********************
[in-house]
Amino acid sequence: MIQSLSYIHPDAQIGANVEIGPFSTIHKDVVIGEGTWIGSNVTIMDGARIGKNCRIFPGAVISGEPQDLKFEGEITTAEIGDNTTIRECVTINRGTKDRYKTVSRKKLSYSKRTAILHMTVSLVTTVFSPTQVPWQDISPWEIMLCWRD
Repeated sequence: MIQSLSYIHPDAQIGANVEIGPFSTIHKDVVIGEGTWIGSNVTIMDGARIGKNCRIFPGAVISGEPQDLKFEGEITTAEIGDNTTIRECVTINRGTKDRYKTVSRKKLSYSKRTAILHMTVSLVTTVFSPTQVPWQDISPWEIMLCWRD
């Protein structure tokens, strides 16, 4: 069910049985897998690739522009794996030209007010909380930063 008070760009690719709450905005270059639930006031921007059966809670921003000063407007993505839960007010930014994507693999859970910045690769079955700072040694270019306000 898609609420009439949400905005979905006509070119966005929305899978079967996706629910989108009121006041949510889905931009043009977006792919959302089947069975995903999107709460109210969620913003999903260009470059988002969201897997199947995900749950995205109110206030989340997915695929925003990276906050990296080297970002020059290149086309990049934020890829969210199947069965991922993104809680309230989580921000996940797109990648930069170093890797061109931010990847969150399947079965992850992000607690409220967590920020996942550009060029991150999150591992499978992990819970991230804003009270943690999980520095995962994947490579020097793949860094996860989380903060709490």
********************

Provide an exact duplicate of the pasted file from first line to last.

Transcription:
[in-house]
Amino acid sequence: MIQSLSYIHPDAQIGANVEIGPFSTIHKDVVIGEGTWIGSNVTIMDGARIGKNCRIFPGAVISGEPQDLKFEGEITTAEIGDNTTIRECVTINRGTKDRYKTVSRKKLSYSKRTAILHMTVSLVTTVFSPTQVPWQDISPWEIMLCWRD
Repeated sequence: MIQSLSYIHPDAQIGANVEIGPFSTIHKDVVIGEGTWIGSNVTIMDGARIGKNCRIFPGAVISGEPQDLKFEGEITTAEIGDNTTIRECVTINRGTKDRYKTVSRKKLSYSKRTAILHMTVSLVTTVFSPTQVPWQDISPWEIMLCWRD
């Protein structure tokens, strides 16, 4: 069910049985897998690739522009794996030209007010909380930063 008070760009690719709450905005270059639930006031921007059966809670921003000063407007993505839960007010930014994507693999859970910045690769079955700072040694270019306000 898609609420009439949400905005979905006509070119966005929305899978079967996706629910989108009121006041949510889905931009043009977006792919959302089947069975995903999107709460109210969620913003999903260009470059988002969201897997199947995900749950995205109110206030989340997915695929925003990276906050990296080297970002020059290149086309990049934020890829969210199947069965991922993104809680309230989580921000996940797109990648930069170093890797061109931010990847969150399947079965992850992000607690409220967590920020996942550009060029991150999150591992499978992990819970991230804003009270943690999980520095995962994947490579020097793949860094996860989380903060709490």